David Hone, Shell and World Business Council for Sustainable Development, suggested that national policies should be the foundation for emissions allocations, and that a sectoral approach could be a way to bring developing countries into a future agreement. He also supported a technology development and deployment framework.

Chris Leon, Cement Australia, presented on a sectoral approach to reducing cement industry greenhouse gas emissions. He stressed that a commitment to “operational excellence” was critical to an effective abatement strategy, and noted the value of the Asia-Pacific Partnership on Clean Development and Climate (AP6) in terms of sharing information on technology issues.

Responding to a question about the UNFCCC’s role, presenters suggested that it would set the global goals and rules, with a focus on a long-term goal, and improving and expanding international mechanisms, including sector-based approaches.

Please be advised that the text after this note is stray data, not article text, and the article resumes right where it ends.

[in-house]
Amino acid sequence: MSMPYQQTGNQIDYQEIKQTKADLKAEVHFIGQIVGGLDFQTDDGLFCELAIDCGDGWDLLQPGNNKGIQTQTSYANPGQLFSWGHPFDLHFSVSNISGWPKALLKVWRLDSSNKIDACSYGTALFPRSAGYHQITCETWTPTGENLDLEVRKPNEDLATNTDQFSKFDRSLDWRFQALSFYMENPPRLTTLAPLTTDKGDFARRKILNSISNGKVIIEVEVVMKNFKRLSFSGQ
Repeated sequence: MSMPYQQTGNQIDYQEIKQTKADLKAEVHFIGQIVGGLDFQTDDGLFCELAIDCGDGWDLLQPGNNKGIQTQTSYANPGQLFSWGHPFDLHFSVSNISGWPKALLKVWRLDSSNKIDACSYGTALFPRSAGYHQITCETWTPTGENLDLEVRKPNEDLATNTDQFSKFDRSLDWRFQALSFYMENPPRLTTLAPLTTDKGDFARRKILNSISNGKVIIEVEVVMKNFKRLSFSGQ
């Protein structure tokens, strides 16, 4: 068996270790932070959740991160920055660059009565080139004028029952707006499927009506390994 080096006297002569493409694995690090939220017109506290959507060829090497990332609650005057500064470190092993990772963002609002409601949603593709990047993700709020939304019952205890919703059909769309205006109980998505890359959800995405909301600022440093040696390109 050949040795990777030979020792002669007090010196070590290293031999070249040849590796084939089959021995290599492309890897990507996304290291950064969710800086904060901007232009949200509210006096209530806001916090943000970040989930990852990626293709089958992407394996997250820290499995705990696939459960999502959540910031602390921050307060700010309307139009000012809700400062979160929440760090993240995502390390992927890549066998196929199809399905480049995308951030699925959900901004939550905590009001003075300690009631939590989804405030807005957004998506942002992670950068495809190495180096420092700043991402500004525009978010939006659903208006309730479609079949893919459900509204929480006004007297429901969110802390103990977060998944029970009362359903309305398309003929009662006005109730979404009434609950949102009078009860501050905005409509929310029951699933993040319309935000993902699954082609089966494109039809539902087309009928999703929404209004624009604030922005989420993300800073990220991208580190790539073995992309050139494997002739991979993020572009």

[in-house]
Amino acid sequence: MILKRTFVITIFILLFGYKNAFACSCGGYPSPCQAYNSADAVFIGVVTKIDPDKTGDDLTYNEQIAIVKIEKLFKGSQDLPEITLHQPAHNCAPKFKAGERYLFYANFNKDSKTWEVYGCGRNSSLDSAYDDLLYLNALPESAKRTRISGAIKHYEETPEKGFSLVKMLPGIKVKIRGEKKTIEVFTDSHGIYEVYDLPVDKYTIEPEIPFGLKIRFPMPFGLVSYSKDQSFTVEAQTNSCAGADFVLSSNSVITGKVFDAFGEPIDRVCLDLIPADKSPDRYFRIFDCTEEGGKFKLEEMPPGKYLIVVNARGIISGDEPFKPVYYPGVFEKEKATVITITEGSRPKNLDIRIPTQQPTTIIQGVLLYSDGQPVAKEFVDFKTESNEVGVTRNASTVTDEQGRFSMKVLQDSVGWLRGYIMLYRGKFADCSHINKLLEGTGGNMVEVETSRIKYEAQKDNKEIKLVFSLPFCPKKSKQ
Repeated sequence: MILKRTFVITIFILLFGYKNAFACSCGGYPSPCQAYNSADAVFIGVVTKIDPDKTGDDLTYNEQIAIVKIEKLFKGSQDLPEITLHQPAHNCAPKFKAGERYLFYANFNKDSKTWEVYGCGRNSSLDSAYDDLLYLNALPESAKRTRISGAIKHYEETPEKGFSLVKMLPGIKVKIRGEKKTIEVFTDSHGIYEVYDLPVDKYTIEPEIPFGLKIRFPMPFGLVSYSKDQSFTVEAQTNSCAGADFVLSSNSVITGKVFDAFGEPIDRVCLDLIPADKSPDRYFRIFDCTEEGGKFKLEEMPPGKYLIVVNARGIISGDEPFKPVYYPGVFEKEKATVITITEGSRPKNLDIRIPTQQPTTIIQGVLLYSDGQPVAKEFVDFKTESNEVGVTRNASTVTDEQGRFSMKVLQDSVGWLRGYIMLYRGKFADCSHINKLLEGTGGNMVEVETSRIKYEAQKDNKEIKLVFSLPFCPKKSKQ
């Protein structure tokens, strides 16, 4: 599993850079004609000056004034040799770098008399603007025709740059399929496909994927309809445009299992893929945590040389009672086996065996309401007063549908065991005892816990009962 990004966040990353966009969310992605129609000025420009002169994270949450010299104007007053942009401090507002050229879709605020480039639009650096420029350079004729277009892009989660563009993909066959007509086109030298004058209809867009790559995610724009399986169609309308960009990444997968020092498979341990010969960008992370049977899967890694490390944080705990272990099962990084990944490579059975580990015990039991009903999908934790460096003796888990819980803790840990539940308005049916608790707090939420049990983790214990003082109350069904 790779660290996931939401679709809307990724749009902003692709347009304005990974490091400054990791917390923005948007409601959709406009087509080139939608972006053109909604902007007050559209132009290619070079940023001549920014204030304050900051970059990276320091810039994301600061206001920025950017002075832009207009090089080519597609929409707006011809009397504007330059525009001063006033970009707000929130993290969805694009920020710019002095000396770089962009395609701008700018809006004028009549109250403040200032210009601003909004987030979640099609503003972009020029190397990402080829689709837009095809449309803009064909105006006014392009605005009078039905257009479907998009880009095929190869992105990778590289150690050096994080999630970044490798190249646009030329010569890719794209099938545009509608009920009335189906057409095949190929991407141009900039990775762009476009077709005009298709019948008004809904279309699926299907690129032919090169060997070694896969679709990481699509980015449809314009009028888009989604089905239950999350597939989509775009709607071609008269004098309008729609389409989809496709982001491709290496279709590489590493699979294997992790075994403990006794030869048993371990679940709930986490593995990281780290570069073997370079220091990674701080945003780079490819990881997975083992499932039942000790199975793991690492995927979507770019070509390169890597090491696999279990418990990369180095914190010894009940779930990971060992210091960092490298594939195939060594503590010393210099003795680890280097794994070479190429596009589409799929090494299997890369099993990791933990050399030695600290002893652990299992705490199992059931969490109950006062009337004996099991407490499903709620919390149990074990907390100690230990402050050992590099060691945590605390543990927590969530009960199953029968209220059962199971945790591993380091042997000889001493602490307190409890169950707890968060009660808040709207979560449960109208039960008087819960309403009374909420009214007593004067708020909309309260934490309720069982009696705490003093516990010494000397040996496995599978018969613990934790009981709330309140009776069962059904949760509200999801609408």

Kok Kee Chow, Expert Group on Technology Transfer (EGTT), reflected on the EGTT’s activities, including work on technology needs assessments (TNAs), creating enabling environments, capacity building, innovative financing and technologies for adaptation. He elaborated on the results of the TNAs, identifying energy, industry and transport as important areas in need of technology transfer, as well as adaptation technologies for agriculture, fisheries, coastal zone, public health and water resources.

Ann Condon, General Electric, reported on the General Electric Ecomagination Initiative, which focuses on developing and improving products that meet various environmental criteria. She also drew attention to the US Climate Action Partnership, which is calling on the US to adopt strong national legislation on emissions.

Fiona Nicholls, Rio Tinto, underscored projections that coal will remain a dominant energy source for several decades and reflected on CCS as an “enabling technology” that can address greenhouse gas emissions, stressing the need for significant investment and public-private sector cooperation.